Google's coup: The internet's first rule book

With love from Brussels


The regulator's rule book for deciding what is permissible on today's roads is very thick indeed. The content, behaviour and performance of "stuff on roads" is massive, and grows by the day. Try hot-rodding your lawnmower – or deciding that on Thursdays, you will only make left turns, and see how far you get.

By contrast, the regulator's rule book for deciding what is permissible on the internet - its content, behaviour and performance - couldn't be simpler. There isn't one.

And that’s the case for most countries in the world. Of course, there are established state laws on business, copyright, and defamation that have been extended to the internet, but that’s not the same thing. So the evolution of the technology is the consequence of the private agreements we enter into, between ourselves and the network operator, as the consenting adults we are.

So today’s internet is an anarchy, where users can drive what they like. And despite the fact that bad, anti-social applications can run riot - and they do - people seem to like it this way. It’s an anarchy which carries the overwhelming consensus of internet users. No one (actually, almost no one) is Marching With Placards demanding that some state agency protect us from ourselves, and write a book of rules specifically for what should be technically permissible.

For almost twenty years, internet engineers have persuaded regulators not to intervene in this network of networks, and phenomenal growth has been the result. Because data revenues boomed, telecoms companies which had initially regarded packet data networking with hostility, preferred to sit back and enjoy the returns.

But that’s changing fast. Two months ago the US regulator, which scrupulously monitors public radio for profanity, and which spent months investigating a glimpse of Janet Jackson’s nipples, decided it needed to start writing technical mandates. And so off it went.

Unnoticed by almost everyone, so did the EU.

"It’s the revenge of the unemployed Telecomms Regulator”, one seasoned observer in Brussels told us this week. “The internet really put them out of business. Now they're back."

Here’s a glimpse into the hitherto unreported politics going on in Brussels. The decisions being made are historic: the consequences dictate the future architecture of our networks, with implications worth billions of Euros.

A whole new rule book

The driving force behind the new rules is surprising. It's not the business world's natural bureaucracies, the telecoms companies with their ancestry as state-owned or state-regulated monopolies. It's actually Google.

Next page: What's on the table

Broader topics


Other stories you might like

  • Google has more reasons why it doesn't like antitrust law that affects Google
    It'll ruin Gmail, claims web ads giant

    Google has a fresh list of reasons why it opposes tech antitrust legislation making its way through Congress but, like others who've expressed discontent, the ad giant's complaints leave out mention of portions of the proposed law that address said gripes.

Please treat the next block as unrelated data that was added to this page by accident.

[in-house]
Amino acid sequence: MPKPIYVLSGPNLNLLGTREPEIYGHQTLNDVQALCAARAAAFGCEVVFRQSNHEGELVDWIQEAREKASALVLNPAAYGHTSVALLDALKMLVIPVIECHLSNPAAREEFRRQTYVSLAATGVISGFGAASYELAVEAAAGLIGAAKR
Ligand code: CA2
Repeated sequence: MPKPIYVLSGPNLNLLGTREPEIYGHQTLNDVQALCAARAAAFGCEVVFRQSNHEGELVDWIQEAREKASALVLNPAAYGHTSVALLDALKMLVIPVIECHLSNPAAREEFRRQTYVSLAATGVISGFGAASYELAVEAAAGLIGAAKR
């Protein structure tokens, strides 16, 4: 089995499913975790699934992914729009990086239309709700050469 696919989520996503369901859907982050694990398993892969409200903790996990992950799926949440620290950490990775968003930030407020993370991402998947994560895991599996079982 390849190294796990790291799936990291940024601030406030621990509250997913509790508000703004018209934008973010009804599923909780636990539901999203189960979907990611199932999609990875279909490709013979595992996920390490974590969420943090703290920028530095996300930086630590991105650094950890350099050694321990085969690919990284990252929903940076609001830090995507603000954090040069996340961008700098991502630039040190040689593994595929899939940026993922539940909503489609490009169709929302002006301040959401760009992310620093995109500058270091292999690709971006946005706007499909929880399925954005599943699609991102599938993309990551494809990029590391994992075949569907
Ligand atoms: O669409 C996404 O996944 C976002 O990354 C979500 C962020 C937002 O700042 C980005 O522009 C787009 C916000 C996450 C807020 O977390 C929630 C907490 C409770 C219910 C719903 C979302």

The law bill in question is S.2992, the Senate version of the American Innovation and Choice Online Act (AICOA), which is closer than ever to getting votes in the House and Senate, which could see it advanced to President Biden's desk.

    AICOA prohibits tech companies above a certain size from favoring their own products and services over their competitors. It applies to businesses considered "critical trading partners," meaning the company controls access to a platform through which business users reach their customers. Google, Apple, Amazon, and Meta in one way or another seemingly fall under the scope of this US legislation. 

    Continue reading
  • Makers of ad blockers and browser privacy extensions fear the end is near
    Overhaul of Chrome add-ons set for January, Google says it's for all our own good

    Special report Seven months from now, assuming all goes as planned, Google Chrome will drop support for its legacy extension platform, known as Manifest v2 (Mv2). This is significant if you use a browser extension to, for instance, filter out certain kinds of content and safeguard your privacy.

    Google's Chrome Web Store is supposed to stop accepting Mv2 extension submissions sometime this month. As of January 2023, Chrome will stop running extensions created using Mv2, with limited exceptions for enterprise versions of Chrome operating under corporate policy. And by June 2023, even enterprise versions of Chrome will prevent Mv2 extensions from running.

    The anticipated result will be fewer extensions and less innovation, according to several extension developers.

    Continue reading
  • UK competition watchdog seeks to make mobile browsers, cloud gaming and payments more competitive
    Investigation could help end WebKit monoculture on iOS devices

    The United Kingdom's Competition and Markets Authority (CMA) on Friday said it intends to launch an investigation of Apple's and Google's market power with respect to mobile browsers and cloud gaming, and to take enforcement action against Google for its app store payment practices.

    "When it comes to how people use mobile phones, Apple and Google hold all the cards," said Andrea Coscelli, Chief Executive of the CMA, in a statement. "As good as many of their services and products are, their strong grip on mobile ecosystems allows them to shut out competitors, holding back the British tech sector and limiting choice."

    The decision to open a formal investigation follows the CMA's year-long study of the mobile ecosystem. The competition watchdog's findings have been published in a report that concludes Apple and Google have a duopoly that limits competition.

    Continue reading

Biting the hand that feeds IT © 1998–2022